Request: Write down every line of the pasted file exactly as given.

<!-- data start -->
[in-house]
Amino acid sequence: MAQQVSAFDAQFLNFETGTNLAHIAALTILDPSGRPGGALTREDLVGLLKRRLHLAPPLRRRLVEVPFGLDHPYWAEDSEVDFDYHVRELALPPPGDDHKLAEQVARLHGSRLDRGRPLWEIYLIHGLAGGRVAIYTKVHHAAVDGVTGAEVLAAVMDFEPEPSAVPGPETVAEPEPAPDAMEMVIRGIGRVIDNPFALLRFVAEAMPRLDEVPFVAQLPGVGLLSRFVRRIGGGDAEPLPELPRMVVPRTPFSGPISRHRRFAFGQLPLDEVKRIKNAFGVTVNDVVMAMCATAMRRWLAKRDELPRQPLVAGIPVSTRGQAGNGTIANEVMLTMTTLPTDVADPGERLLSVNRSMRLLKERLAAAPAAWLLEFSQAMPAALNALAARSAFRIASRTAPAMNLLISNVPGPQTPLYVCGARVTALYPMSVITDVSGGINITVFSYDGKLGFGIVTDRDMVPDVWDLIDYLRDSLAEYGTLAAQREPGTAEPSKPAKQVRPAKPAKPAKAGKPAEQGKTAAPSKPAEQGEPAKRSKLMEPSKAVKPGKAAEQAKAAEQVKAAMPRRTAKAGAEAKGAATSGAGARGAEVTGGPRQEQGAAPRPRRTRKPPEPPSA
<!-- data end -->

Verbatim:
[in-house]
Amino acid sequence: MAQQVSAFDAQFLNFETGTNLAHIAALTILDPSGRPGGALTREDLVGLLKRRLHLAPPLRRRLVEVPFGLDHPYWAEDSEVDFDYHVRELALPPPGDDHKLAEQVARLHGSRLDRGRPLWEIYLIHGLAGGRVAIYTKVHHAAVDGVTGAEVLAAVMDFEPEPSAVPGPETVAEPEPAPDAMEMVIRGIGRVIDNPFALLRFVAEAMPRLDEVPFVAQLPGVGLLSRFVRRIGGGDAEPLPELPRMVVPRTPFSGPISRHRRFAFGQLPLDEVKRIKNAFGVTVNDVVMAMCATAMRRWLAKRDELPRQPLVAGIPVSTRGQAGNGTIANEVMLTMTTLPTDVADPGERLLSVNRSMRLLKERLAAAPAAWLLEFSQAMPAALNALAARSAFRIASRTAPAMNLLISNVPGPQTPLYVCGARVTALYPMSVITDVSGGINITVFSYDGKLGFGIVTDRDMVPDVWDLIDYLRDSLAEYGTLAAQREPGTAEPSKPAKQVRPAKPAKPAKAGKPAEQGKTAAPSKPAEQGEPAKRSKLMEPSKAVKPGKAAEQAKAAEQVKAAMPRRTAKAGAEAKGAATSGAGARGAEVTGGPRQEQGAAPRPRRTRKPPEPPSA